CARTERET COUNTY, N.C. (WNCT) -
People around the country are worried about red tides after photos and video from the coast of Florida have gone viral.
The good news is that there’s very little danger of a red tide making its way to the North Carolina coast. That hasn’t happened in more than 30 years. But the bad news is that Coastal Carolina has its own dangerous algae to worry about.
The red tides that have been killing marine life in Florida are a kind of algal bloom.
Nathan Hall, from the UNC Institute of Marine Sciences said, “as these algal blooms die, the bacteria that break down the algal blooms consume oxygen in that process. So you could have low dissolved oxygen which can lead to things like fish kills.”
North Carolina hasn’t seen a red tide since 1987, said NOAA Ecologist Wayne Litaker.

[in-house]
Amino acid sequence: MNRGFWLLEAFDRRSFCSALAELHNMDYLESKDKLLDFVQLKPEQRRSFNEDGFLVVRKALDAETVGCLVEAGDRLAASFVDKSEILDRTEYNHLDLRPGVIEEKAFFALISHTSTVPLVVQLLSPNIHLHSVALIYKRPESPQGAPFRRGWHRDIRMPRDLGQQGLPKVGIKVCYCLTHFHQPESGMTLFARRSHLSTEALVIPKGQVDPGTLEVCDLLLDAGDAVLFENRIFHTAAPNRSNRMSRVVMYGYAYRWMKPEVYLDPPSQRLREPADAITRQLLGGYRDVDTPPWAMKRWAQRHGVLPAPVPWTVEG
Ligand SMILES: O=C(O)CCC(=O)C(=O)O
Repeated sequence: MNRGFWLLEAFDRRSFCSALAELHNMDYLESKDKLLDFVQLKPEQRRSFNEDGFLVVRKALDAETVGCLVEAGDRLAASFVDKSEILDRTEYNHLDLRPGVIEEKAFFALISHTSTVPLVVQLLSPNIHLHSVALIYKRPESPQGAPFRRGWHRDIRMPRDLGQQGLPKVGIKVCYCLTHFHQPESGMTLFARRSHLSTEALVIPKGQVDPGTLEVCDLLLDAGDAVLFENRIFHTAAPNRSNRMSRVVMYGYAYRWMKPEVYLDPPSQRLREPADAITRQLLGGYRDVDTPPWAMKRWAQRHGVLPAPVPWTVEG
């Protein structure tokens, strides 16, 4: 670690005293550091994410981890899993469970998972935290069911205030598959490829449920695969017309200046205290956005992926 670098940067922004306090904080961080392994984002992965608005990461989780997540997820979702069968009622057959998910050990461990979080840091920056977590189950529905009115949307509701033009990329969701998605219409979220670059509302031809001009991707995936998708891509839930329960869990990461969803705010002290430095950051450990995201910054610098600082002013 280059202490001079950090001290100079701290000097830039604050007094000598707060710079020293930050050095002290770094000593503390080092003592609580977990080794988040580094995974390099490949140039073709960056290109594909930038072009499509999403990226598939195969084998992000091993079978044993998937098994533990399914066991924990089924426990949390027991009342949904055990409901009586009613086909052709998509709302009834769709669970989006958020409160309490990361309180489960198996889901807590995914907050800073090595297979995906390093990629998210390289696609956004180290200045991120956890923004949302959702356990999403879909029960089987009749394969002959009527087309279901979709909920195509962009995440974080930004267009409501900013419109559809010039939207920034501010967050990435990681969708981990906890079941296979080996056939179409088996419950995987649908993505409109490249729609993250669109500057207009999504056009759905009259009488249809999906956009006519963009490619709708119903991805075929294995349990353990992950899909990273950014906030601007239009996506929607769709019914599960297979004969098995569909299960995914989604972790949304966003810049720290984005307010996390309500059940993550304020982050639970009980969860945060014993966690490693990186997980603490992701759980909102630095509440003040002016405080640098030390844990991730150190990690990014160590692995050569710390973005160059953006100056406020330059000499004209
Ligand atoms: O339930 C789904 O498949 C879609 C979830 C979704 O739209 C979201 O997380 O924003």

“It’s a very rare event,” said Litaker, “It just happened that everything was right for the blooms to come in off the Gulf Stream and the conditions just happened to be right for them to bloom here. So we don’t anticipate that being an occurrence but once every fifty or sixty years at the most.”
However, Coastal Carolina does have blue-green algal blooms.
“These are the ones,” said Litakler, “that form the really dense green scums on the estuaries and ponds and lakes. They interfere with boating and fishing and they cause really dense scums that can reduce property values and cause odors that are generally unpleasant.”
These blooms are created when nutrients run off into the water.
“We make these algal blooms, said Hall, “a lot more frequent and a lot more severe by adding nutrients, which are fertilizers like nitrogen and and phosphorus predominantly, to the water.”
We can help prevent these blooms by not fertilizing our yards and reducing runoff into our waterways.
Every coastal state in the U.S. has reported a red tide at some point in time. But for now, there’s no sign that our waters are at risk for that particular bloom.